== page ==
How To Prepare For Attic Insulation | Avoid High Heating Bill
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Don’t Hate, Insulate!

Published by Andrew Schmidt

Midwest winters mean cold, cold temperatures (especially this winter!), which means you want to be sure your home is warm and comfortable. The easiest way to keep warm without an insanely high heating bill is to properly insulate your attic. By doing so you can reduce heating bills by an estimated 10 to even 50 percent.

Here is how you should prepare for attic insulation:

First, you should check out the attic to see what kind of insulation you already have, and how much of it. Any material that is stained, moldy or looking worse for the wear should be removed and disposed of. Next, measure your attic’s square footage to determine how much insulation you will need – always buy an extra bag just in case you underestimated a bit.

Before beginning, you should seal any air leaks in the attic where hot or cold air can escape. When air leaks are present, insulation is pointless. Common areas where leaks are found are around any windows; around pipes, wires, exhaust fans and ducts or chimneys and flues. Different types of sealants, such as caulk, cement or foam spray, work for different types of leaks, so be sure to read the labels.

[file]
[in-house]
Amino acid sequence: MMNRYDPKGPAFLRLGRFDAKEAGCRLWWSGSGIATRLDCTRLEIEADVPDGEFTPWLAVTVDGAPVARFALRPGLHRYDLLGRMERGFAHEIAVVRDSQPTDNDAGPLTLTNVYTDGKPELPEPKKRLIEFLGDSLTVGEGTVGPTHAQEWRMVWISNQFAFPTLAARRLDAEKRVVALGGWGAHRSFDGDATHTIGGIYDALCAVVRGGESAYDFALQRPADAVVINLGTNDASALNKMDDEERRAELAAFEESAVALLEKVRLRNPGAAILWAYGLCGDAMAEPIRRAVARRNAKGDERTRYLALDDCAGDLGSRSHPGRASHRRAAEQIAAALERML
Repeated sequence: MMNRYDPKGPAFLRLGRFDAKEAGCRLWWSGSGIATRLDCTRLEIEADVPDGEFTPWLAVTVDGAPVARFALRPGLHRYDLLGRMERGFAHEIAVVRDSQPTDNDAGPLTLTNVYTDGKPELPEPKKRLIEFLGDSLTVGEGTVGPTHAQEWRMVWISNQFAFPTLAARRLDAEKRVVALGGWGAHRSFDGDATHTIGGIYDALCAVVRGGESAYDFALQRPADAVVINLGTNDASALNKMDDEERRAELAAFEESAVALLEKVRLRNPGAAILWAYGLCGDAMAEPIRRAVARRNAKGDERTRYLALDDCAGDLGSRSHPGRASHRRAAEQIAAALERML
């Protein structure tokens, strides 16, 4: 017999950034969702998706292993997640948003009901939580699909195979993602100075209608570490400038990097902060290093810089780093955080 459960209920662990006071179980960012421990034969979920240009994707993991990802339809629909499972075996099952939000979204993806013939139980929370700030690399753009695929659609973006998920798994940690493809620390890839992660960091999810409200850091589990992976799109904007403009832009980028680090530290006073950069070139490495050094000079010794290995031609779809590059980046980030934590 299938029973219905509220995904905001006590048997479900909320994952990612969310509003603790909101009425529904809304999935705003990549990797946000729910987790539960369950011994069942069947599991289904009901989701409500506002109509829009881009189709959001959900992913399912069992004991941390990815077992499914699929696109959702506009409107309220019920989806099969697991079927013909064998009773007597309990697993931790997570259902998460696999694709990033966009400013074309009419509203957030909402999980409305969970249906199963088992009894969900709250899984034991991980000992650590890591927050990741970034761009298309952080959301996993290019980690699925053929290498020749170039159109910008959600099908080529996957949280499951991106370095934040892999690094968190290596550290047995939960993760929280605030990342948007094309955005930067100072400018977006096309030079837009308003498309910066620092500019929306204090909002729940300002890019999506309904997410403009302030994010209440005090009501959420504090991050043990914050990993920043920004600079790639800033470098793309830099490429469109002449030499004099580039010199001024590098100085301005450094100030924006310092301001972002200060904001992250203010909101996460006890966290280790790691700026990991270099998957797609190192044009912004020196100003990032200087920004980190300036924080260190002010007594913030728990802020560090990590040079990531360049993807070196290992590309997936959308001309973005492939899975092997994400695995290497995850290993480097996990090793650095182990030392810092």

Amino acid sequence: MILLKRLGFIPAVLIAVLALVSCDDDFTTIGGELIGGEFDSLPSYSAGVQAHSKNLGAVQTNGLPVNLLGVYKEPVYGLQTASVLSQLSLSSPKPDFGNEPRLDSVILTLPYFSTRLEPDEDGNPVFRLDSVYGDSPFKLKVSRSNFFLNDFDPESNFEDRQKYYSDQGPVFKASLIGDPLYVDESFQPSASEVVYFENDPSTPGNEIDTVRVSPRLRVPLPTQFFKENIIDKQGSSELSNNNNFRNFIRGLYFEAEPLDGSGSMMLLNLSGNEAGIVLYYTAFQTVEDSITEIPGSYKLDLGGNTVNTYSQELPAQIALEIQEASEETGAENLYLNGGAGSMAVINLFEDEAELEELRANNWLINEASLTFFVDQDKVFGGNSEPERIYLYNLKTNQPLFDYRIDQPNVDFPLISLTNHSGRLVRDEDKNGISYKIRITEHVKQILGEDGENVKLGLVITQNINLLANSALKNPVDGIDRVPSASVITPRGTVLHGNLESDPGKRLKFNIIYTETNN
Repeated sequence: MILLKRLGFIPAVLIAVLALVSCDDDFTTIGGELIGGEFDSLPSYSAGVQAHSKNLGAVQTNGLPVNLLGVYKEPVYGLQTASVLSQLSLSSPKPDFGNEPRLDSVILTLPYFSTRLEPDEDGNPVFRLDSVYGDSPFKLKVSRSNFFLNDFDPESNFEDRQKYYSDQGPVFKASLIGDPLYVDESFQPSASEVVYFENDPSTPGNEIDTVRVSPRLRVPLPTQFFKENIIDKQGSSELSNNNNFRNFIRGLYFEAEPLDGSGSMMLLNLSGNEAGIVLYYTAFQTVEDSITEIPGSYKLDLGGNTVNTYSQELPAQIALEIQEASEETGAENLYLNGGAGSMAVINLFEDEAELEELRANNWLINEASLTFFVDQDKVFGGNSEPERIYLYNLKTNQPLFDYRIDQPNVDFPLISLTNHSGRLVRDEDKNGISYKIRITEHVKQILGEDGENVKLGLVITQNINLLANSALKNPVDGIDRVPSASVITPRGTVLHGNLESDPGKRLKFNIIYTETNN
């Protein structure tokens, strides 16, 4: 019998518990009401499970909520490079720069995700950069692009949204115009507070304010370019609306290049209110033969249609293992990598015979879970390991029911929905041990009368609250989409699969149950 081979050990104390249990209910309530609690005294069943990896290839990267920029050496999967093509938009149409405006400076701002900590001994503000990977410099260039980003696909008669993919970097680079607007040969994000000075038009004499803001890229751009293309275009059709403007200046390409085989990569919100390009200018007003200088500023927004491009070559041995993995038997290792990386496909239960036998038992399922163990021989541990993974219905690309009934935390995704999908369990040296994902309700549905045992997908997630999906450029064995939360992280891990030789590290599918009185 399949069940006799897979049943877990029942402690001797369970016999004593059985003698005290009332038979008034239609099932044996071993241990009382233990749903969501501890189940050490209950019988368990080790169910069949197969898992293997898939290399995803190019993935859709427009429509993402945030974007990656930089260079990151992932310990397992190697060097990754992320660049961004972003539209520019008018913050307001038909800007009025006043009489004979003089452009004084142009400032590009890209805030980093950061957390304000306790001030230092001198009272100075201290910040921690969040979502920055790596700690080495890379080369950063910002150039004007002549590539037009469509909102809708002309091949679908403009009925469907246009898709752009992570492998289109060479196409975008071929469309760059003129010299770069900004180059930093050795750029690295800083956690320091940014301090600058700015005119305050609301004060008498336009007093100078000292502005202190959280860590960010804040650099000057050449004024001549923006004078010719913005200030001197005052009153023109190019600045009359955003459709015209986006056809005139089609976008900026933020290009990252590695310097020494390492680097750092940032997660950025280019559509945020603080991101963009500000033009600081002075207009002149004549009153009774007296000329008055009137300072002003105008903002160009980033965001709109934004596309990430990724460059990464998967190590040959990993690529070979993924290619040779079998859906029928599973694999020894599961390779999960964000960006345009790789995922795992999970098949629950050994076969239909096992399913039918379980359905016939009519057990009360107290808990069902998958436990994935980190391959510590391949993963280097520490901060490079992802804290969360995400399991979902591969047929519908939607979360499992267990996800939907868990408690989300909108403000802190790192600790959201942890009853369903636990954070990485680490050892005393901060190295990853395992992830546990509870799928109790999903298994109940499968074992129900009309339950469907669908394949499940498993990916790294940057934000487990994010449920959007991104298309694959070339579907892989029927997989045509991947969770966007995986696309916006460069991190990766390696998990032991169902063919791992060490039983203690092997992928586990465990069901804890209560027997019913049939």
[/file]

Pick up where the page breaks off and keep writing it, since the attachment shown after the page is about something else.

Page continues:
Your roof should also be in proper condition as it will increase the effectiveness of the insulation and make it last longer. Leaks in the roof mean wet insulation, creating mold and a big mess you don’t want to deal with. Call for a professional repair for any issues you may find on the roof.

If you choose to install the insulation yourself, follow proper safety practices to avoid injury. Goggles should be worn at all times, along with a dust mask, gloves and clothing that covers all skin (long sleeved shirt and long pants). Keep the area well-lit while you are working to avoid stepping on joists. As funny as it is when Clark Griswold falls through the attic ceiling in Christmas Vacation, it will not be funny if you fall through to the ground below. Use wide boards to stand on to keep yourself stable. When you are finished, shower to remove the fibers from your skin, and wash the clothes you wore during the process.

If you want to use the attic for living space, it requires a whole different method. The best thing to do in this situation is to hire a professional to install spray foam insulation underneath drywall.

Stay comfortable this winter and lower your bills with proper insulation. If you are uncomfortable doing the work yourself, it is always better to hire a professional than to risk doing it yourself.


Courtesy of This Old House,,20645175_last,00.html

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